Inputs and outputs vary depending on the specific data product. User-collected data is not required for most products. Some general descriptions follow, although more detail can be found on the LANDFIRE Data Products pages.

Vegetation
Products range from maps of existing vegetation types, to maps of dominant vegetation pre Euro-American settlement (biophysical settings), to simple models that can be used to compare historic and current vegetation conditions. LANDFIRE uses vegetation products to create fuel and fire regimes data. Most vegetation products use NatureServe's Ecological Systems classification.

Fuel
Fuel data describe the composition and characteristics of surface and canopy fuel.

Fire
Historical fire regimes, intervals, and vegetation conditions are mapped using the Vegetation Dynamics Development Tool (VDDT).

Disturbance
Disturbance products reflect change on the landscape caused by management activities and natural disturbance, and are created by compiling data from many different sources (Landsat satellite imagery, user-contributed data, Rapid Assessment of Vegetation Condition after Wildfire, Monitoring Trends in Burn Severity, etc.). Products include maps which represent disturbance type, severity, and year.

Topography
Products include basic information on slope, aspect and elevation, compiled from a variety of sources.

While LANDFIRE has developed tools that help managers compare current to reference (aka "historic") conditions, the LANDFIRE team understands that managers also need to look into a future that includes new drivers such as exotic invasives, and climate change.  In addition to providing input data for ecological models, both spatial and aspatial, LANDFIRE products can accommodate climate change information such as:

  1. Changing disturbance probabilities.   For example, Louis Provencher and colleagues in Nevada have modified LANDFIRE reference condition models to represent current ecosystems, then added predicted future changes in fire regimes, potential restoration and other disturbances to explore what their ecosystems may look like, and how to adapt.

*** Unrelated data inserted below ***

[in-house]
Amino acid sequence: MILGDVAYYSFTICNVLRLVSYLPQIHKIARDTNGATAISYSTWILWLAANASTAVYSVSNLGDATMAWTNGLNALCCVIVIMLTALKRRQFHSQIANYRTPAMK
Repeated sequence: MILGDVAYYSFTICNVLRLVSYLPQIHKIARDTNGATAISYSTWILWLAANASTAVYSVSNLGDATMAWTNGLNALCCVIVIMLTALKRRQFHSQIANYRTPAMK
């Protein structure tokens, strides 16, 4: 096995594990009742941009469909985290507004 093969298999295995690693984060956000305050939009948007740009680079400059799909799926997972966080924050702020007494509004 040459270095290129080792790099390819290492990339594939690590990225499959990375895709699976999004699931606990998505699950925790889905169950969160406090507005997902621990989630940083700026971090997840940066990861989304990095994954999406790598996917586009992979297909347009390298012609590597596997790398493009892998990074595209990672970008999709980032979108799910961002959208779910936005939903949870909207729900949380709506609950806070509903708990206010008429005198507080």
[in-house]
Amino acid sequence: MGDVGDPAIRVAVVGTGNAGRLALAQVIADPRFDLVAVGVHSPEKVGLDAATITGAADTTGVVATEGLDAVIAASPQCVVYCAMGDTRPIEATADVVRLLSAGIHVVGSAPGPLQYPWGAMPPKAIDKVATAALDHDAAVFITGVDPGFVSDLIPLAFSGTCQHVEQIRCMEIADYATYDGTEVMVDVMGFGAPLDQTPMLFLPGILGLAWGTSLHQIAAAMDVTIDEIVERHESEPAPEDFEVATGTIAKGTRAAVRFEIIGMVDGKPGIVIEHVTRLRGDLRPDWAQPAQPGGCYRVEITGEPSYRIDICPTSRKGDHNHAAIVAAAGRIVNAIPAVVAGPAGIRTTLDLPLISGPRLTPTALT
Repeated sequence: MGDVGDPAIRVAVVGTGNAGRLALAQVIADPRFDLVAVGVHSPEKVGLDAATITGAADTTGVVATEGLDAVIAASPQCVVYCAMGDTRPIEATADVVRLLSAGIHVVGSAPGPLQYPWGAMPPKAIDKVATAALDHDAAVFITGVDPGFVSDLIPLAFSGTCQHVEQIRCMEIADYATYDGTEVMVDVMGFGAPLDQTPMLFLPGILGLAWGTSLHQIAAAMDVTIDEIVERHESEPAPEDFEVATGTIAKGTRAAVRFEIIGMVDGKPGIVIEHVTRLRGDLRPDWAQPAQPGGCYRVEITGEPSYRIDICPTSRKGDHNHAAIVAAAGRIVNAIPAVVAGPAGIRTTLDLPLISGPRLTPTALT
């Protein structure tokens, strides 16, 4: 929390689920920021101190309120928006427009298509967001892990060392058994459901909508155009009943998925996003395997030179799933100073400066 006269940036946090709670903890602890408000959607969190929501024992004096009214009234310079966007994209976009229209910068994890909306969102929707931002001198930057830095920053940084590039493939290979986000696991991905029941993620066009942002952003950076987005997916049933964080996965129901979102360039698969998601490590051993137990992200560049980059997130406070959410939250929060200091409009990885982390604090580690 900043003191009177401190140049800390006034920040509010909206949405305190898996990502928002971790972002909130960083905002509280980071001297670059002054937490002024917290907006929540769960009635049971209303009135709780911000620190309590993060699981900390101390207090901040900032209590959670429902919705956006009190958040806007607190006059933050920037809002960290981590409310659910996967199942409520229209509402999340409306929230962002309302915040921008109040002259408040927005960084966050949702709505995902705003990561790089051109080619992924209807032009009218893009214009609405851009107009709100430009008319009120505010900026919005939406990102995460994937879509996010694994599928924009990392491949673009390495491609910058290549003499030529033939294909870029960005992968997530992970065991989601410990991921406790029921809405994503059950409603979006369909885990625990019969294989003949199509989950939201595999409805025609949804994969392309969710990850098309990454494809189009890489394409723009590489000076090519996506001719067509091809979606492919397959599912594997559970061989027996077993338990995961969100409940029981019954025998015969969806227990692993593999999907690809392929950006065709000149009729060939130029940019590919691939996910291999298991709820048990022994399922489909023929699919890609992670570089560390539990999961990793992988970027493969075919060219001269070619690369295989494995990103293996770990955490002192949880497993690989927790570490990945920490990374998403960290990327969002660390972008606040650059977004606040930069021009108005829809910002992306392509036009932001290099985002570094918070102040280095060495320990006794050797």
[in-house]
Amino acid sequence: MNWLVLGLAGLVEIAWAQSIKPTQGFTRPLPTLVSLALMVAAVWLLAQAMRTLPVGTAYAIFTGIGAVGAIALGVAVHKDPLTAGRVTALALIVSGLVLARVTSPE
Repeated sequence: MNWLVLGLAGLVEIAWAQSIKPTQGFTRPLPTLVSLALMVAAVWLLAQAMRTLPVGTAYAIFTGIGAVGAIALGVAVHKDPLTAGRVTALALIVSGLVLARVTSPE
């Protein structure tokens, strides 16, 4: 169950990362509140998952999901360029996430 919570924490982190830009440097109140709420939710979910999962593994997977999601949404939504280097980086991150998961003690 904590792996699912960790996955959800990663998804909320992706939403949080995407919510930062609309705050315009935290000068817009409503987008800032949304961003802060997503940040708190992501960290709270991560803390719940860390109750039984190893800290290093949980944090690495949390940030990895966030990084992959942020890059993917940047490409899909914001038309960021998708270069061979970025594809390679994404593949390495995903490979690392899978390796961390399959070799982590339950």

2. LANDFIRE ecological modeling was done in Vegetation Dynamics Development Tool (VDDT).  VDDT has been updated to a new platform called Path (http://essa.com/tools/path/) that allows for modeling inter-ecosystem shifts (i.e., acres converting to new ecosystems over time).
  3. LANDFIRE's Biophyical Settings Descriptions are being used on the Hiawatha National Forest as a framework for assessing potential climate change impacts.  These descriptions are robust, have associated ecological models (to be manipulated in Path) and are mapped.

Are you using LANDFIRE for climate change planning?  If so, please notify us at landfire@tnc.org.

Restrictions and limitations

LANDFIRE National products are delivered at a 30-meter pixel resolution. The most effective use of the products is at the landscape scale. Thus, applying LANDFIRE data at an individual pixel level or in small groups of pixels is not recommended. LANDFIRE products are not intended to replace local-scale data products. Appropriate landscape-scale analysis may include nationwide, regional (single large states, groups of smaller states), or sub-regional (large landscapes) strategic planning.

Since LANDFIRE represents a wide variety of products with many potential applications, users will need to ensure that the product they are using is appropriate for a particular application.

Accessing the tool and additional information

Information, fact sheets, FAQ's, tutorials and more can all be found through the LANDFIRE website.

Additional information for ArcMAP users
For those familiar with the LANDFIRE data distribution site, an advanced GIS data access tool (the LANDFIRE Data Access Tool) now allows users download LANDFIRE data directly from ArcMap.